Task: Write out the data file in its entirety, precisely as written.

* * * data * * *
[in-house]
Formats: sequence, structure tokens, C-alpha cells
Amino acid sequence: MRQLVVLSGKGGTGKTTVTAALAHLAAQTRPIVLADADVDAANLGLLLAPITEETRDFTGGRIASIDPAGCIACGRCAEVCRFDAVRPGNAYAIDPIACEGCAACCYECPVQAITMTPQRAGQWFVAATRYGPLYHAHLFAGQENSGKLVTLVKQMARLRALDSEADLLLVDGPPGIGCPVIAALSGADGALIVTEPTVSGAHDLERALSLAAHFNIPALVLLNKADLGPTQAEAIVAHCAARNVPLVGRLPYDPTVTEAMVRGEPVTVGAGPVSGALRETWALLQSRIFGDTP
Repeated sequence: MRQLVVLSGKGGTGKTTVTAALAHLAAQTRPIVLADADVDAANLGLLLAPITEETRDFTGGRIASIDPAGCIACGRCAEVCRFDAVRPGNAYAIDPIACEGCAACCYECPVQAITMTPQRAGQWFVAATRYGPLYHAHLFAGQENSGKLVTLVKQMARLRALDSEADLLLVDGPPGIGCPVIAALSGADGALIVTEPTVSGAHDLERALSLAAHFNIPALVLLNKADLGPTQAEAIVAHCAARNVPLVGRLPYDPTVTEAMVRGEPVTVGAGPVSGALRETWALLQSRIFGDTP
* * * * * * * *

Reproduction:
[in-house]
Formats: sequence, structure tokens, C-alpha cells
Amino acid sequence: MRQLVVLSGKGGTGKTTVTAALAHLAAQTRPIVLADADVDAANLGLLLAPITEETRDFTGGRIASIDPAGCIACGRCAEVCRFDAVRPGNAYAIDPIACEGCAACCYECPVQAITMTPQRAGQWFVAATRYGPLYHAHLFAGQENSGKLVTLVKQMARLRALDSEADLLLVDGPPGIGCPVIAALSGADGALIVTEPTVSGAHDLERALSLAAHFNIPALVLLNKADLGPTQAEAIVAHCAARNVPLVGRLPYDPTVTEAMVRGEPVTVGAGPVSGALRETWALLQSRIFGDTP
Repeated sequence: MRQLVVLSGKGGTGKTTVTAALAHLAAQTRPIVLADADVDAANLGLLLAPITEETRDFTGGRIASIDPAGCIACGRCAEVCRFDAVRPGNAYAIDPIACEGCAACCYECPVQAITMTPQRAGQWFVAATRYGPLYHAHLFAGQENSGKLVTLVKQMARLRALDSEADLLLVDGPPGIGCPVIAALSGADGALIVTEPTVSGAHDLERALSLAAHFNIPALVLLNKADLGPTQAEAIVAHCAARNVPLVGRLPYDPTVTEAMVRGEPVTVGAGPVSGALRETWALLQSRIFGDTP